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September 28, 2005

Van Morrison's Contractual Obligation Album

Van_morrisonMP3s: 31 improvised songs from Van Morrison's Bang Records Contractual Obligation Session, below the jump.

In the great pantheon of contractual obligation records, there is the noisy (Lou Reed's Metal Machine Music), the brassy (Neil Young's This Note's For You) and the phony (Monty Python's Contractual Obligation Record).

And then there is Van Morrison's Bang Records Sessions.

In order to fulfill his obligation to his early solo label Bang Records,Van Morrison sat down in 1967 or so and cranked out 31 songs on the spot, on topics ranging from ringworm to wanting a danish, to hating his record label and a guy named George. Make sure you get past the first few tunes - it takes him a few to get cooking.

Listener Scott S, who originally brought the tapes to our attention in 2001, wrote:

As far as I know, none of this stuff was ever issued in the '60's. I can only surmise at some point in the early '90's, whoever controlled Van's Bang masters ran across the tapes and - either having questionable ethics and/or a twisted sense of humor - licensed the tapes to European labels that were releasing compilations of Van's Bang-era material. I know of at least two double-CD sets that include demo stuff as the second disc - one is Payin' Dues on Charly in 1994, and the other is New York Sessions '67. WIll Rigby told me that he saw a single-disc best-of that actually mixes legit Bang-era Morrison tracks with material from the demos - now that must be an interesting listen. I guess there's irony in the fact that Morrison recorded these tunes as a big fuck-you to his label - before he signed to Warner and recorded Astral Weeks - yet ultimately the joke's on him, now that they're being packaged as legitimate tracks (on "best-of" collections, no less).

Twist and Shake
Shake and Roll
Stomp and Scream
Scream and Holler
Jump and Thump
Drivin' Wheel
Just Ball
Shake it Mable
Hold On George
The Big Royalty Check
Ring Worm
Savoy Hollywood
Freaky If You Got This Far
Up Your Mind
Thirty Two
All The Bits
You Say France and I Whistle
Blow In Your Nose
Nose In Your Blow
La Mambo
Go For Yourself
Want A Danish
Here Comes Dumb George
Chicken Coo
Do It
Hang On Groovy
Goodbye George
Dum Dum George
Walk And Talk
The Wobble
Wobble And Ball


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» Van Morrison's Contractual Obligation Album from Cynical-C Blog
WFMU's Beware of the Blog presents: 31 improvised songs from Van Morrison's Bang Records Contractual Obligation Session In the great pantheon of contractual obligation records, there is the noisy (Lou Reed's Metal Machine Music), the brassy (Neil Young... [Read More]

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And yes, someone has written up the lyrics for these songs. Sing along with Van!

"Here comes dumb George?" That's one for the history of campaign ditties...

Thank you, thank you, thank you Ken. Today is a glorious day.

Years of scouring the file-sharing depths had only yielded "You've Got Ringworm," "I'm Waiting For My Royalty Check," "Have a Danish," and "Savoy Hollywood." All excellent songs-- but the whole session? Tremendous.

You can get all the tracks, plus his other lesser popular tunes currently on this comp:


My local record store was actually advertising it when it was released!

Here's a background as to why he recorded this stuff:

The label released an album of his while he was on the road without his knowledge.

"You say France and I whistle"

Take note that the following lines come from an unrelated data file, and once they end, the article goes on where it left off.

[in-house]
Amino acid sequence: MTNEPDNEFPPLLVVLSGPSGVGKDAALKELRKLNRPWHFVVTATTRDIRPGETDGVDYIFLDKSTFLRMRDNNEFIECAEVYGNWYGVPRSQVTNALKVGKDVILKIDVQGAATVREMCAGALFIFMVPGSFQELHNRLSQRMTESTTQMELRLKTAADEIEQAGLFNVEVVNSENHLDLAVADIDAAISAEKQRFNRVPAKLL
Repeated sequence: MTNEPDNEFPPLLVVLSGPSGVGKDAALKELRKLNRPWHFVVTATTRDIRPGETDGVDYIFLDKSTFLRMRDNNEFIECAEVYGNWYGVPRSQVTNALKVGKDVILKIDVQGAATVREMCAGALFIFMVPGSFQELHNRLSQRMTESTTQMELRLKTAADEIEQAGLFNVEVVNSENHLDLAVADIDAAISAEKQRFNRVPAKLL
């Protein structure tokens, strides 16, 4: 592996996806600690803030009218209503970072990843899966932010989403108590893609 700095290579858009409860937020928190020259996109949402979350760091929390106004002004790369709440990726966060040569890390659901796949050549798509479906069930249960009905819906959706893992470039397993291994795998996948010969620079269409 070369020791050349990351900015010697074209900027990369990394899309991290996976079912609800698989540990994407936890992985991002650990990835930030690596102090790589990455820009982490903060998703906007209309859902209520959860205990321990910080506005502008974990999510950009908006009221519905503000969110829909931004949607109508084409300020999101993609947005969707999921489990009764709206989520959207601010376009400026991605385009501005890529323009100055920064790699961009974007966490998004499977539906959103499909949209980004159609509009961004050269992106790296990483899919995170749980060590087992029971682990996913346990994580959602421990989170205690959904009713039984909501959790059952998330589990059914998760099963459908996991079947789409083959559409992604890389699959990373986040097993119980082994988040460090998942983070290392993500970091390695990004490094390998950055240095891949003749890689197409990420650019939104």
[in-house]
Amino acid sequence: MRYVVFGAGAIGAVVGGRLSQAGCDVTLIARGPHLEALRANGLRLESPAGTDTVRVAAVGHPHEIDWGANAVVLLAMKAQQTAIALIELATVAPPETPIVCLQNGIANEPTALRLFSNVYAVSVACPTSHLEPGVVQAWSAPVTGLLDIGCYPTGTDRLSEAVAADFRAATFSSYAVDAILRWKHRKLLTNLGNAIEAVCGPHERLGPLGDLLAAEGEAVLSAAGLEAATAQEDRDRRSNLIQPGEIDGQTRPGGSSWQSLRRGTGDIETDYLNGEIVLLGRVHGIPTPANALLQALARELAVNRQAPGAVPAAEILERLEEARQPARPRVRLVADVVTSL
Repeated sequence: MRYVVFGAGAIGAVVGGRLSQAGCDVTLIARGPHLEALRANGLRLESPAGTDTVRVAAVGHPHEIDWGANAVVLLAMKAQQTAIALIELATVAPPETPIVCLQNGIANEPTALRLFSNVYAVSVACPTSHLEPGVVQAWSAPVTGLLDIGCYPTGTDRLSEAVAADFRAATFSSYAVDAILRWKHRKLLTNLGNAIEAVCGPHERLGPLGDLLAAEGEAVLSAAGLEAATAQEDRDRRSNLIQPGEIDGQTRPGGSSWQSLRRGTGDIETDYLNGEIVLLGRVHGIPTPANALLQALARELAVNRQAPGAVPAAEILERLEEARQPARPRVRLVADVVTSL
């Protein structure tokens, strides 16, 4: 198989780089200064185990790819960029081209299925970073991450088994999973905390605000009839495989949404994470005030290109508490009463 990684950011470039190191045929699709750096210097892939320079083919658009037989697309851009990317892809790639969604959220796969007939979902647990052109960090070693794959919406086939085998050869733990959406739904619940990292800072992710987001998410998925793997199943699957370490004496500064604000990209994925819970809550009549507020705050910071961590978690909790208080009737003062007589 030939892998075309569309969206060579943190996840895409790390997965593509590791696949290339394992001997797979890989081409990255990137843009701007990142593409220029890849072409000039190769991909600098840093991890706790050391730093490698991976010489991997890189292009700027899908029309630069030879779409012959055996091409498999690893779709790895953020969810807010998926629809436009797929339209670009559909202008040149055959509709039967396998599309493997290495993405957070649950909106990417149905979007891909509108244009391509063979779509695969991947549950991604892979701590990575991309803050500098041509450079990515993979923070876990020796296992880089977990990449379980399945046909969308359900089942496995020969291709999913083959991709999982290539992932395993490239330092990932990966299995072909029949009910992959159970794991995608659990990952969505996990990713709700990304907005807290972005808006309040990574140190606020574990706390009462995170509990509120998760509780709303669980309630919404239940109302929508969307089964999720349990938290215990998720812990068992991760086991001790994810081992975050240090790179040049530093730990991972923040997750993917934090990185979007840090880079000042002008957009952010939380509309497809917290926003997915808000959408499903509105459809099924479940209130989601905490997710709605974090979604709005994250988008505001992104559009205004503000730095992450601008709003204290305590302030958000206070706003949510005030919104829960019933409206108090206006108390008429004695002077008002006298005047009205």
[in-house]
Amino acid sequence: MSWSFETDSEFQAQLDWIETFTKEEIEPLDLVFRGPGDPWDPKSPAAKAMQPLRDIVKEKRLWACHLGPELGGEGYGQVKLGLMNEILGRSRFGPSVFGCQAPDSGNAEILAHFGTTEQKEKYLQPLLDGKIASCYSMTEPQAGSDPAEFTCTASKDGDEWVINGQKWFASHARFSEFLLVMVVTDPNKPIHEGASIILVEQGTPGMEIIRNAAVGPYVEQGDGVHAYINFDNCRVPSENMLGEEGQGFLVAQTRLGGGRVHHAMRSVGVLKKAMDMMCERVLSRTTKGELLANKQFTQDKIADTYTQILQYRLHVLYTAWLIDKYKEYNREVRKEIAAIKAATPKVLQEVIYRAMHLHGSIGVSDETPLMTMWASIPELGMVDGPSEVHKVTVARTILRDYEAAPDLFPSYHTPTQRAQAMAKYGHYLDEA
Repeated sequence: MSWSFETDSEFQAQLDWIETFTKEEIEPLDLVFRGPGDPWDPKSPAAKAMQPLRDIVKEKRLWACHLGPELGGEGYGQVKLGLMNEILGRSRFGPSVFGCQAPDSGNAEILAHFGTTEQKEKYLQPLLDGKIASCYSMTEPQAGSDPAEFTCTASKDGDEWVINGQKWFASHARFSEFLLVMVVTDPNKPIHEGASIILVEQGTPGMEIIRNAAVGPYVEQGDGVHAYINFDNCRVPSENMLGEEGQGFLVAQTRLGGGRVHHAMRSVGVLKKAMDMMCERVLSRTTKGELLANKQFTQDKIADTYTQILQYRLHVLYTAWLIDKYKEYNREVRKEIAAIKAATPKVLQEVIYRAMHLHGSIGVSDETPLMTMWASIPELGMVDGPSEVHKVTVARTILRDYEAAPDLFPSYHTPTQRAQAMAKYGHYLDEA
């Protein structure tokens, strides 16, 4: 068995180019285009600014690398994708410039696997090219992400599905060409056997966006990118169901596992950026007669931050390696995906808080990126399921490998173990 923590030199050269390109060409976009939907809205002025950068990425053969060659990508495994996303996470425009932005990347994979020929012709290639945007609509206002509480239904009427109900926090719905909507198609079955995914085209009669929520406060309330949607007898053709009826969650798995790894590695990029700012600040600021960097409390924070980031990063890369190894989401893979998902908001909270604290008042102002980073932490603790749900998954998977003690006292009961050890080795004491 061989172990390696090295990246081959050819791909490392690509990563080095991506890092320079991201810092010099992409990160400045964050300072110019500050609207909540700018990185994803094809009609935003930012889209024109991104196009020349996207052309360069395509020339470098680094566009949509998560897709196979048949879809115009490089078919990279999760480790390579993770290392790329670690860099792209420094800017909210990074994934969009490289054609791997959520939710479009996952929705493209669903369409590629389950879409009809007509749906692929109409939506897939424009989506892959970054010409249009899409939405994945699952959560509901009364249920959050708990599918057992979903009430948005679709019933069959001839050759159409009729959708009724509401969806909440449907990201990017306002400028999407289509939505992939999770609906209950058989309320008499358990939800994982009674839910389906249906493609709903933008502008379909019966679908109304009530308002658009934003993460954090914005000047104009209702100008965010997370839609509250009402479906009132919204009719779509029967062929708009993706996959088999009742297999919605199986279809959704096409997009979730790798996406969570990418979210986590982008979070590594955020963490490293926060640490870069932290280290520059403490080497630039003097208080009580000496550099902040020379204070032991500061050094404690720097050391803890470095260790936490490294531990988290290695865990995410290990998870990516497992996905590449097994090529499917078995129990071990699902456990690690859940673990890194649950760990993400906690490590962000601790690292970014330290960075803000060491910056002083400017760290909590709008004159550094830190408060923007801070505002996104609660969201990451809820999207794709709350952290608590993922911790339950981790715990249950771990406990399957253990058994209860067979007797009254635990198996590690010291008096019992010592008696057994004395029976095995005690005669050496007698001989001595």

THIRTY-ONE songs?!

WFMU, marry me.

And can you believe Astral Weeks was just a year or so away...Madame George indeed.

The Bang Masters (the first disc of this collection) is slightly better than this, for anyone seeking serious Van from the same era.

Brian Doherty wrote a great piece about these tracks in issue #16 of Scram.

A 50-download trial membership to Emusic.com can net you these and more - if you are willing to give up your VISA number and remember to cancel before they charge you and sign you up monthly. Here's the listing and All Music Guide...funny, no mention of disk 2.


By contrast, this might not be a bad tribute "Vanthology":


Ken, once again you've bestowed a perfect gift upon us. I'm going to be listening to these all weekend long.

"In the great pantheon of contractual obligation records," don't leave out the obscene - "Cocksucker Blues" by the Stones. Their contractual obligation single for Decca.

The bandwidth alone is amazing....
This is truly an altruistic gesture like no other!

Thank you!

The fact that his guitar keeps getting further out of tune is awesome. I just imagine him crapping these out, one after the other, in one long 40 minute take.

"This Note's For You" was a contractual obligation record?

Funny, it was the first record he released on his return to Reprise Records in 1988.

I tell you. You're very lucky to have ring worm, because you may have had...something else.

Van Morrison is genius, even in fun.

These are great. Did anyone else notice the similarity of 'Hang on Groovy' to 'Hang on Sloopy' by the McCoys?? The funny thing is, I looked it up and that song was recorded in 1965 on Bang records! Any bets on whether Van saw a poster or something in the studio?

metal machine music wasnt no contract obligation album. no way.

For the record, Van's birth certificate reads "George Ivan Morrison". George is him.

Lou Reed's Metal Machine Music was not a contractual obligation record!! He recorded CONEY ISLAND BABY 1975 & TAKE NO PRISONERS 1979 shortly after MMM in 1975. Don't say that something is a "contractual obligation" just because a release diverges from an artists preceding work and you don't like it. That is and insult to the artist. Did Lou tell you this himself?

And the Monty Python Contractual Obligation Album was, in fact, a contractual obligation album (it was their last album for Charisma, although Virgin issued a compilation album called "The Final Ripoff" after they acquired the label).

Re: Metal Machine Music.

From The Illustrated Encyclopedia of Rock, Compiled by Nick Logan and Bob Woffinden of New Musical Express, 3rd Ed. 1979, Salamander Books.